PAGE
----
♡ 4 ( +1 | -1 ) Dammit! :(more type errors. I meant 69.Qf1 Rg3 70.Qa1#
♡ 19 ( +1 | -1 ) 65... Rh3 is not really a mistake, since the "best" move, 65... Ra8, doesn't hold out much longer anyway.
kingslinger's analysis contains a few slight inaccuracies but is essentially the correct winning sequence.
♡ 29 ( +1 | -1 ) innaccuracies?I just gave an example of one possible line, after clearly stating that all lines lose for black after 67.Qd4!, there are so many possible lines, that I just gave one example of a way black might try to defend...White plays perfectly in the line I give.
♡ 16 ( +1 | -1 ) gestaltI think my analysis is absolutely correct. If the King had chosen to go back to a3 it loses almost immediately Qf1 Rh4+ Kc3 and Black faces immediate mate
♡ 46 ( +1 | -1 ) lets look a bit farther backFirst it is a fact that Q vs R endings can be won but as someone mentioned it can be a very tedious process so why not avoid it all together. 54. f6 would have won out right. (No freebies) one pawn queens the other is kept for a future queen. if you really must know here is a site in the ideas behind winning the QvR ending chess.spacecoast.org/ziatdinov/QvR1.html
♡ 6 ( +1 | -1 ) gestalt67.Qd7! Rb3?? loses the game, although this is your "strategy".
♡ 39 ( +1 | -1 ) queen vs rookQueen vs rook is ALWAYS a win for the queen, but in practice it's one of the hardest endings to master and even GMs don't find the best continuations. I forget which GM it was who was unable to beat a computer after achieving a QvR ending, demonstrating how very tricky it is to win this kind of thing when the inferior side puts up the best defense.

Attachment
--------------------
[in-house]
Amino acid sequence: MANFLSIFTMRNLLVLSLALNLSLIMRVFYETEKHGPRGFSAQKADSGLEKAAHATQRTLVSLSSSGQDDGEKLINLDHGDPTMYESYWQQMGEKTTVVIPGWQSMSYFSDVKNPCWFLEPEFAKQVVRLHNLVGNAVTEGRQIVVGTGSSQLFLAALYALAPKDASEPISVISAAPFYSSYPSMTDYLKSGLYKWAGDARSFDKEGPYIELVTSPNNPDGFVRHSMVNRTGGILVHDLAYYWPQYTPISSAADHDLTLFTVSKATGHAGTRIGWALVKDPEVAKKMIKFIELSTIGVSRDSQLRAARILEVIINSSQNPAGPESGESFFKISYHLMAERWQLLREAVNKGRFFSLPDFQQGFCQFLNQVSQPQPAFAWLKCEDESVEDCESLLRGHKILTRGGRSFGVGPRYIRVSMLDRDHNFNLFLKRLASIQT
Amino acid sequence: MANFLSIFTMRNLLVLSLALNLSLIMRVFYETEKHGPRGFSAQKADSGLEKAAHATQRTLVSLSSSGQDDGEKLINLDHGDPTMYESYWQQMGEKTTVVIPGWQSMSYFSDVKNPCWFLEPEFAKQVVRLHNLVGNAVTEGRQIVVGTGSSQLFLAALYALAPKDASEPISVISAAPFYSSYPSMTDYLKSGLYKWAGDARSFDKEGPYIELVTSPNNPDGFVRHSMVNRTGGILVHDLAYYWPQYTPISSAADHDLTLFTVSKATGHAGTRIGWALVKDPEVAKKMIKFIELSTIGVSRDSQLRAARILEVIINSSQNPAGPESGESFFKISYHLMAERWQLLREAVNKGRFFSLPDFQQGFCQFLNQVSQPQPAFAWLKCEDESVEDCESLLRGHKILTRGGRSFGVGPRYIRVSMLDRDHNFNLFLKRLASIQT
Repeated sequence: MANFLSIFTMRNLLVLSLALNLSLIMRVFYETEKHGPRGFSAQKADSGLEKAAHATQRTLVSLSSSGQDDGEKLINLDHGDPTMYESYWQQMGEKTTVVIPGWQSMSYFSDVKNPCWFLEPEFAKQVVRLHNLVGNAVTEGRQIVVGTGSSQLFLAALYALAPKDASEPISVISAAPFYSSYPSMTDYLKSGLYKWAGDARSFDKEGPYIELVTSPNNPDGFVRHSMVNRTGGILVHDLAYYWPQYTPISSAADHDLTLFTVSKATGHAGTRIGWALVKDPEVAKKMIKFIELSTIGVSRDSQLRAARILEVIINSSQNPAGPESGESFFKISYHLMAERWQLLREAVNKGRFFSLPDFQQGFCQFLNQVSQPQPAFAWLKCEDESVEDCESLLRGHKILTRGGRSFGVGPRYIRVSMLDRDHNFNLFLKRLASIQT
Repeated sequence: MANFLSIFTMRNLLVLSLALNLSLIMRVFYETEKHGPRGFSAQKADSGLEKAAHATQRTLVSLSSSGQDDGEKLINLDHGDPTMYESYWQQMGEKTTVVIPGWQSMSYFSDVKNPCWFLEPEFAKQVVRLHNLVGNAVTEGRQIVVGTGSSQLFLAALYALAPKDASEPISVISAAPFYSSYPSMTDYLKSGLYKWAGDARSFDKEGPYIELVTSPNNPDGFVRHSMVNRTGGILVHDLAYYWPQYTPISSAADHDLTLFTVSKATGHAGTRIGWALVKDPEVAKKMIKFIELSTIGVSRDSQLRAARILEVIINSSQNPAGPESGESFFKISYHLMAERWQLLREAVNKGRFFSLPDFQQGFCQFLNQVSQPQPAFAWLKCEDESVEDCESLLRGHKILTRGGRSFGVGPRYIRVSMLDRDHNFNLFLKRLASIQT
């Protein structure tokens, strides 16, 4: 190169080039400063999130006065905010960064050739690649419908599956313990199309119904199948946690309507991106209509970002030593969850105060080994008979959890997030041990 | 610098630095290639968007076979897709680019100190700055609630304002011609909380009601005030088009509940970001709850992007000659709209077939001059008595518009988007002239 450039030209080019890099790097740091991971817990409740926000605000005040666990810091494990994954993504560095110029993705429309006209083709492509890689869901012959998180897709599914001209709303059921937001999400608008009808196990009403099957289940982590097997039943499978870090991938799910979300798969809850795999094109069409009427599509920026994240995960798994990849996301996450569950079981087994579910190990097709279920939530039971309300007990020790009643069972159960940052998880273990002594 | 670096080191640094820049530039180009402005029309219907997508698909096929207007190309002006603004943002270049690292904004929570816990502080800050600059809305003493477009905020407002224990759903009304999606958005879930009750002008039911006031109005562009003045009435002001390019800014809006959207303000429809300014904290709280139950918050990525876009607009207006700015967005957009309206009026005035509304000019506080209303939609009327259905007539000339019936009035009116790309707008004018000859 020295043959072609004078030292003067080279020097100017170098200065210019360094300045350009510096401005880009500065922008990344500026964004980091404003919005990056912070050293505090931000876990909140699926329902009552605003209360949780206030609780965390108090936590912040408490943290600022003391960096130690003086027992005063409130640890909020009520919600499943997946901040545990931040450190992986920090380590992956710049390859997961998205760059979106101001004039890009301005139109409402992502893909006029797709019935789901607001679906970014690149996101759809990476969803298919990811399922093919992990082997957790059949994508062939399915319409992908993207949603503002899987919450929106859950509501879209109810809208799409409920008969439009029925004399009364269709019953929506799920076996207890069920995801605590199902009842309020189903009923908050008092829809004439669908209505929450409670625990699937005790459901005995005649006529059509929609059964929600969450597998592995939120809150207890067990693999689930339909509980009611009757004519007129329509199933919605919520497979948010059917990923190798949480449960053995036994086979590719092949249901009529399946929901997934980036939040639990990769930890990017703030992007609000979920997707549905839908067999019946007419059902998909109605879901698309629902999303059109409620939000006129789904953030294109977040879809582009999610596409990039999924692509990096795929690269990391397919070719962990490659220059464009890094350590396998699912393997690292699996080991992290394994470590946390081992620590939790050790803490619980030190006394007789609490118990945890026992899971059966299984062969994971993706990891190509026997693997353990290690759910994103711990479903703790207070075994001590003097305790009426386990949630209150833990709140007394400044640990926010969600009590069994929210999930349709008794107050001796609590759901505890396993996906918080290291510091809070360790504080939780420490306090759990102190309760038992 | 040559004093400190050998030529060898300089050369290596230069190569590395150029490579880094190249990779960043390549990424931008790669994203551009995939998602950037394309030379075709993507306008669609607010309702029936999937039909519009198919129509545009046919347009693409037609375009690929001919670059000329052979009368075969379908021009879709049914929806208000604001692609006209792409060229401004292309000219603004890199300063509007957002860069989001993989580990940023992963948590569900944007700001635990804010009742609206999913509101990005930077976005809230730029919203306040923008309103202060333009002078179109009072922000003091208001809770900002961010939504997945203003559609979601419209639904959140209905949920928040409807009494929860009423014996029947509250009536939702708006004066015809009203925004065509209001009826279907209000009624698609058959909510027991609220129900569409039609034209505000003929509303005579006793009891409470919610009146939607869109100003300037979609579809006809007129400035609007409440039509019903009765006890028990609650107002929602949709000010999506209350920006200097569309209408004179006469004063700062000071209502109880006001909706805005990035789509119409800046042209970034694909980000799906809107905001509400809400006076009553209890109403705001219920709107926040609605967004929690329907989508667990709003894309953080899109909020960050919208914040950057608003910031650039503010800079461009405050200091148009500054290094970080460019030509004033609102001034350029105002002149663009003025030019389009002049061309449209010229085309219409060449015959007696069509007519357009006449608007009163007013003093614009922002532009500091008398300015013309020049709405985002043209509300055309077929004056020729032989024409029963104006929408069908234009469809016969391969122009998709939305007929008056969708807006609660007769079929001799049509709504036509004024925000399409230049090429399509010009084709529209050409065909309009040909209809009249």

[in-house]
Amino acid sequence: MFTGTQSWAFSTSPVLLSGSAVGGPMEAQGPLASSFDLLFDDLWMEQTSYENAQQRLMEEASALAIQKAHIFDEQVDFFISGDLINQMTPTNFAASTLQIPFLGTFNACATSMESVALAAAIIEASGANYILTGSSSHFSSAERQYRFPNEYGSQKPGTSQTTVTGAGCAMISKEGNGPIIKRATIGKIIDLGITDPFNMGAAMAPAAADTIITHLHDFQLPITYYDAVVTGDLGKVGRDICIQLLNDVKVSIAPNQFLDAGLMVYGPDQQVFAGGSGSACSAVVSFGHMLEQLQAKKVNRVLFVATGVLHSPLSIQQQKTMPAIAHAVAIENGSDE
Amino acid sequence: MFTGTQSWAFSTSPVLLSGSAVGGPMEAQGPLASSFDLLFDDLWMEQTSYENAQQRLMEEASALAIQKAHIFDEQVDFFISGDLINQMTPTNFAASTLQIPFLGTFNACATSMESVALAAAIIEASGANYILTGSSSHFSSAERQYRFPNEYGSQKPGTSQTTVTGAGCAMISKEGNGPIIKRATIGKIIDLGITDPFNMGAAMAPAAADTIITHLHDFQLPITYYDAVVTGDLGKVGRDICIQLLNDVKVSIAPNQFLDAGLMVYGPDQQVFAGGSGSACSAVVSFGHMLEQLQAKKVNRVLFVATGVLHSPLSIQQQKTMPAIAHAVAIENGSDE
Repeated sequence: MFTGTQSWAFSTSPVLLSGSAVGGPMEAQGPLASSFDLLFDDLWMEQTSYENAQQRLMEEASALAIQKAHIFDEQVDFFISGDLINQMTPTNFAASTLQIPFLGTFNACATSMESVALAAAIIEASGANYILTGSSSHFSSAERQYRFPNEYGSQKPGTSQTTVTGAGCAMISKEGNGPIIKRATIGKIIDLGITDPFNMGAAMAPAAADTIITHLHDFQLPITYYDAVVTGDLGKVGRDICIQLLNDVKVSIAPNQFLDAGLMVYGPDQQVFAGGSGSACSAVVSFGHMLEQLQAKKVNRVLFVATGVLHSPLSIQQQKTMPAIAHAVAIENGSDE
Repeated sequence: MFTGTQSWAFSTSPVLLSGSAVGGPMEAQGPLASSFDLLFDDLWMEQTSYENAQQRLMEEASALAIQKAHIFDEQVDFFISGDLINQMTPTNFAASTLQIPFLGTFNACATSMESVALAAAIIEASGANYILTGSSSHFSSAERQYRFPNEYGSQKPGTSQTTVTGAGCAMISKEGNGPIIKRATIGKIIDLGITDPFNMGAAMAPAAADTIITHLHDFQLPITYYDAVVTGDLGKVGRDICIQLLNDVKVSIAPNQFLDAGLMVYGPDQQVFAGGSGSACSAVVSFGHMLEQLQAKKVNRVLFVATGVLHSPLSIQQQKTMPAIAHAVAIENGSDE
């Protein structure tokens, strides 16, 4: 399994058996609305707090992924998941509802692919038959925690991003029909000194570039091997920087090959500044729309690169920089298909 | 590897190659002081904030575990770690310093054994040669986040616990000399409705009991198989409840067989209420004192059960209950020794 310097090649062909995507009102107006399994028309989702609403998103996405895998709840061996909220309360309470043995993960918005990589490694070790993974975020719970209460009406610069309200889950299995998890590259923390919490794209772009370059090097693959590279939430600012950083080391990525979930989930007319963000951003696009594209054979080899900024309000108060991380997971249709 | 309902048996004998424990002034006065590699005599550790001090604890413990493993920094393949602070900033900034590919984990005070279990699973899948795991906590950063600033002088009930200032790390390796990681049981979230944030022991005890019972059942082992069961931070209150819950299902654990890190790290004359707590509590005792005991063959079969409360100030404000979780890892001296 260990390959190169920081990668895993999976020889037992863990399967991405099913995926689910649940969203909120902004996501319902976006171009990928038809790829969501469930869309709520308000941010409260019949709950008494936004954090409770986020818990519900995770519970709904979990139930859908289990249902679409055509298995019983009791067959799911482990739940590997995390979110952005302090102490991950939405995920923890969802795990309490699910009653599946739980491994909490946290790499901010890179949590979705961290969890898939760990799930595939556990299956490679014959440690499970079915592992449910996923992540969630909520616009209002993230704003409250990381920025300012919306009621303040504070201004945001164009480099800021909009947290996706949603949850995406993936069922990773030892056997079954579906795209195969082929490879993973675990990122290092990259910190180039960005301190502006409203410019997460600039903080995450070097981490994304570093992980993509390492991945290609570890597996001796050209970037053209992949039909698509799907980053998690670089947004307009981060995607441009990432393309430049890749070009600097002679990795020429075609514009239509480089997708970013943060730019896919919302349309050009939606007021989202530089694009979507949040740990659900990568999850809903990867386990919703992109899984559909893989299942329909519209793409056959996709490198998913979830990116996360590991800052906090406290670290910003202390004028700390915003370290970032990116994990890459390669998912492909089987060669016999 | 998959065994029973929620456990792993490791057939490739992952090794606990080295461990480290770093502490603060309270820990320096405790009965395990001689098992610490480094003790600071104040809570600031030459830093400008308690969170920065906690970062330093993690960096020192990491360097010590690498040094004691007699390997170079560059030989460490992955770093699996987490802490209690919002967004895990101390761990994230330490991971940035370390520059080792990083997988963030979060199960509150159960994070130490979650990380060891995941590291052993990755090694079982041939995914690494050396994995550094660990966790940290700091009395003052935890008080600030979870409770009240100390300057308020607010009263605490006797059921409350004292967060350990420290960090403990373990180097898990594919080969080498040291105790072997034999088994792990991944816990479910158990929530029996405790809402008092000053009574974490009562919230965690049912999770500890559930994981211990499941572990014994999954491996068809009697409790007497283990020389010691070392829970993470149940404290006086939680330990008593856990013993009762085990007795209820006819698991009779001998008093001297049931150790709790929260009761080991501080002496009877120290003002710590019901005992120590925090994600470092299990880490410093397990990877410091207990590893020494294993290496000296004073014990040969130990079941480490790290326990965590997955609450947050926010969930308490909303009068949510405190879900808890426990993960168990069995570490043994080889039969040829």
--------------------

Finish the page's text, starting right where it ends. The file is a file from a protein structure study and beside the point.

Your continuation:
Capablanca in "Chess Fundamentals" has a good section on this ending.
♡ 28 ( +1 | -1 ) Karpov & Kasparov.check the link that was provided by judokausa : chess.spacecoast.org/ziatdinov/QvR1.html
♡ 30 ( +1 | -1 ) Thanks everyoneThanks for the analysis. Now that I know that Q v R should be a win for the queen albeit sometimes a complex one I have a slight moral dilema.
Next time I find myself in the same position should I resign honourably or should I try to defend it and try and frustrate my opponent into a drawn position.
♡ 10 ( +1 | -1 ) resign?never... If your opponents wants to win then he/she need to prove their endgame skills.
♡ 22 ( +1 | -1 ) another idea from a.p.i.
Instead of 85. Qc3, 85. Qh4+ Kb1 86. Kc3 is winning. There are several possible continuations. a) Ra2?? 87. Qd1# b) Re2?? 87. Qd1+ (^Qxe2) +- c) Rf2 87. Qd1+ Ka2 88. Qd5+ c.) Ka1 89.Kb3! (Qd1#, 89...Rf1 90. Qa5-a2-c2, 89...Rb2+ 90. Ka3 +-) c..) Kb1 89. Qb7+ Ka1 (Rb2?? 90.Qxb2, Kc1?? 90.Qh1+) 90. Qa7+ (^Qxf2) +1 d) Rg2?? 87. Qe4+ (^Qxg2) +- e) Rh2 87. Qe4+ Ka1 (Kc1?? 88. Qf4+[^Qxh2], Rc2+?? 88.Qxc2+) 88.Qa8+ Kb1 (Ra2?? 89.Qh1#) 89. Qb8+ (^Qxh2) +- f) Rb8 87. Qd1+ Ka2 88. Qd5+ +- (same pattern as note c) g) Rb7 87. Qd1+ Ka2 88. Qd5+ +- (same pattern as note d) h) Rb8 87. Qd1+ Ka2 88.Qd5+ Ka1 89. Qh1+ Ka2 90. Qh2+ +- (same pattern as note e) -----------------------------------------------------------
♡ 26 ( +1 | -1 ) If you go back to move 89 and he'd moved Qb3+ instead of Qd1+ white would of won whichever way black moved his king. If he used the rook to cover it would be mate in about 7.
Or on move 91 Qe3 would also have won him the game. His move of Kb5 is the killer which gifted you a draw.